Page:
Two high profile scientific papers relied on by NGOs comprehensively debunked but they still contiune to rely on the flawed science

Two high profile scientific papers relied on by NGOs comprehensively debunked but they still contiune to rely on the flawed science

Two high profile scientific papers relied on by non-governmental organisation such as Oceana, Seas-at-Risk and the Environmental Justice foundation has been comprehensively debunked.

The papers published in 2020 and 2021 respectively made serious claims associated with marine protected areas, fisheries food production and trawling carbon emissions generated by sediment disturbance.

After months of public criticism and findings of a conflict of interest, the paper “A global network of marine protected areas for food” was retracted by The Proceedings of the National Academy of Sciences (PNAS).

Such a retraction as a big deal in science and especially coming from a prominent journal but what is strange in the story is how the conflict of interest intersects with the science. The conflict of interest was apparent immediately upon publication, but it wasn’t until major problems and underlying signs were revealed that an investigation was launched, and the paper eventually retracted.

In has news article “Retraction of a flawed MPA study implicates larger problems and MPA science”, Max Mossler examines the systematic failures and see massive problems that’s two scientific papers have caused for the fishing industry and hammers home a few home truths.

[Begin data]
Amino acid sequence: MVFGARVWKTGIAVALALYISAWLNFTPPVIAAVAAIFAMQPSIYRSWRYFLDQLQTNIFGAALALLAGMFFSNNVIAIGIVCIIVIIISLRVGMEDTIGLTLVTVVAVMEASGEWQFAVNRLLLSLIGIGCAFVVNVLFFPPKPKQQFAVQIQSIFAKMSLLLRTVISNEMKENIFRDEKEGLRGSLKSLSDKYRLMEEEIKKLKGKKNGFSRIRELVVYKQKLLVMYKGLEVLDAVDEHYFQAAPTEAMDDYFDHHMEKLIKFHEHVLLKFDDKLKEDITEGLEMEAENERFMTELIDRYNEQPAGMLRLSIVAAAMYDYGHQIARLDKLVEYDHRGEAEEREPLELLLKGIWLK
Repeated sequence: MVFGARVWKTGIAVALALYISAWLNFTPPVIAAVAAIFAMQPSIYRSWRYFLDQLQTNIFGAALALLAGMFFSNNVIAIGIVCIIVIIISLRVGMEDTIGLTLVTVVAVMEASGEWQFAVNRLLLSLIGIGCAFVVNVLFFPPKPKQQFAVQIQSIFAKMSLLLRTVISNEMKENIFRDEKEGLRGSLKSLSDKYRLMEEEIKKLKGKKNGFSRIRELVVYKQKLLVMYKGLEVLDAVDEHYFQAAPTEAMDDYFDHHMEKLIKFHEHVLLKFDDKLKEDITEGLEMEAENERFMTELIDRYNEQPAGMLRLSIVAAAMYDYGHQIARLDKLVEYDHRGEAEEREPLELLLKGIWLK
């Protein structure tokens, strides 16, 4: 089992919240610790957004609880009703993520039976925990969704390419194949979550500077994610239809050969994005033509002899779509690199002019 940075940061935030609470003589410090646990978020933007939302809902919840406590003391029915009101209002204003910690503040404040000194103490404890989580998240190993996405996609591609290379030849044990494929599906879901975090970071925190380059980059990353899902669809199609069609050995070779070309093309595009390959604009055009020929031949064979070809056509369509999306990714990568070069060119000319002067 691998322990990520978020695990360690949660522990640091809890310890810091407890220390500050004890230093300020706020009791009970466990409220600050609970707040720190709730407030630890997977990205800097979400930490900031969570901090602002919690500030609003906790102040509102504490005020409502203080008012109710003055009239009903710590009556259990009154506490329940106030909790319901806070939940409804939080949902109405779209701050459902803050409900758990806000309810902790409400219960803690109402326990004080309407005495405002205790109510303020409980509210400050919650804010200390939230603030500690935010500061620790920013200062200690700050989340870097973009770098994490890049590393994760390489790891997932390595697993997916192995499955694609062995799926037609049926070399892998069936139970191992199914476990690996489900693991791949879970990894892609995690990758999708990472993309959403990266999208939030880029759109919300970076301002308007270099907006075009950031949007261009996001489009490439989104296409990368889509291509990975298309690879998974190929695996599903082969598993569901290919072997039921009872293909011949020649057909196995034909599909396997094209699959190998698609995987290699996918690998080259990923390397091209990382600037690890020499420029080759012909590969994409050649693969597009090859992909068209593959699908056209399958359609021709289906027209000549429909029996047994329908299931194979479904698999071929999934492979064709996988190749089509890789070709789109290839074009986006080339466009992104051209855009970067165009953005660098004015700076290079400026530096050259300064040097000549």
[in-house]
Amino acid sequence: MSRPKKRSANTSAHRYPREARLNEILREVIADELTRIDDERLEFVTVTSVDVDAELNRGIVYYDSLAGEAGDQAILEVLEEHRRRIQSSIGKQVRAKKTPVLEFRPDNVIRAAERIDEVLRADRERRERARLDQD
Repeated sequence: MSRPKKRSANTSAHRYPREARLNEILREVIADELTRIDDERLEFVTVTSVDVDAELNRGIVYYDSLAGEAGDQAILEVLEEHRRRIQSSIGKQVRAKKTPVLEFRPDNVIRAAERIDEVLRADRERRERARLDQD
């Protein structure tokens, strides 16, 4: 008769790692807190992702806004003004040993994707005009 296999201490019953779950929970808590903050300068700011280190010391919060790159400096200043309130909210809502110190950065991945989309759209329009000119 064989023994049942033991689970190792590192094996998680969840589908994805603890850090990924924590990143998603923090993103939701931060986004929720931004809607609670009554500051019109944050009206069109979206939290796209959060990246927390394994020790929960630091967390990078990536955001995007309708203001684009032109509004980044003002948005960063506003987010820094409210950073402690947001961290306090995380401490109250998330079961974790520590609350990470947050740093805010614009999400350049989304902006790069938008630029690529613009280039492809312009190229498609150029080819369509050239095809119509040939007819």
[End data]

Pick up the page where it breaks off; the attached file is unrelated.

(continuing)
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One of the claims by the papers was that bottom-trawling released more carbon than the whole airline industry.

Other claims included that by closing an additional 5% of the ocean to fishing would increase catches by 20%. This was found to have seriously flawed assumptions about the connectivity of global fish populations which meant for example that MPAs in the Atlantic could benefit fish in the Pacific. 

A further assumption on fish birth rates (density dependence) assumed dependence on the whole world population when in fact they can be only dependent on the specific population of a particular species; North Sea Cod has no relation to the breed success of Gulf of Maine Cod. 

Serious data errors were also identified one of which overegging the food benefits of MPAs.  The paper was retracted after it emerged that the person responsible for assigning peer reviewers had collaborated with the authors and was a lead author of the Nature paper.

This week Oceana, Seas-at-Risk, Our Fish, WeMove Europe, Whale and Dolphin Conservation, and Environmental Justice Foundation delivered a petition to EU Commissioners for the Environment, Oceans and Fisheries, Virginijus Sinkevicius calling for the banning of bottom-trawler in EU waters. Their claims are based on these two debunked papers, but yet they refuse to acknowledge that this science is wrong.

How can this be?

Is it because environmental non-governmental organisations are big business, worth tens of millions each year?

Read the full Max Mossler article by clicking here.

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